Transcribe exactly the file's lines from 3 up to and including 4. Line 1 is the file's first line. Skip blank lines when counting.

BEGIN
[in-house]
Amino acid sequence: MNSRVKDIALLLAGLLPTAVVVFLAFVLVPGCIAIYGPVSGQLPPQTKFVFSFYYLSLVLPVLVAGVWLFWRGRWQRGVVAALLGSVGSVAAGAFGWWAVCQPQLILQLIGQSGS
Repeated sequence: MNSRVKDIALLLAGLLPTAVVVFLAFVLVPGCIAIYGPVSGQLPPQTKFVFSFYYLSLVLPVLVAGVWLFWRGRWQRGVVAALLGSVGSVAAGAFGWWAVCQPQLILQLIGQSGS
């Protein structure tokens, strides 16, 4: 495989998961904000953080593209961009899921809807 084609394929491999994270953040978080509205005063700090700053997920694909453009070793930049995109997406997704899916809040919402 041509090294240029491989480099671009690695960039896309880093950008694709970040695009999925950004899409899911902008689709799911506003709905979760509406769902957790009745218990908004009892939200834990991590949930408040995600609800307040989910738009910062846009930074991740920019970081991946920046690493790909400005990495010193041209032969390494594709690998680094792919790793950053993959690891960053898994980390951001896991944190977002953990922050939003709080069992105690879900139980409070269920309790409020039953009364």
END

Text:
Repeated sequence: MNSRVKDIALLLAGLLPTAVVVFLAFVLVPGCIAIYGPVSGQLPPQTKFVFSFYYLSLVLPVLVAGVWLFWRGRWQRGVVAALLGSVGSVAAGAFGWWAVCQPQLILQLIGQSGS
């Protein structure tokens, strides 16, 4: 495989998961904000953080593209961009899921809807 084609394929491999994270953040978080509205005063700090700053997920694909453009070793930049995109997406997704899916809040919402 041509090294240029491989480099671009690695960039896309880093950008694709970040695009999925950004899409899911902008689709799911506003709905979760509406769902957790009745218990908004009892939200834990991590949930408040995600609800307040989910738009910062846009930074991740920019970081991946920046690493790909400005990495010193041209032969390494594709690998680094792919790793950053993959690891960053898994980390951001896991944190977002953990922050939003709080069992105690879900139980409070269920309790409020039953009364």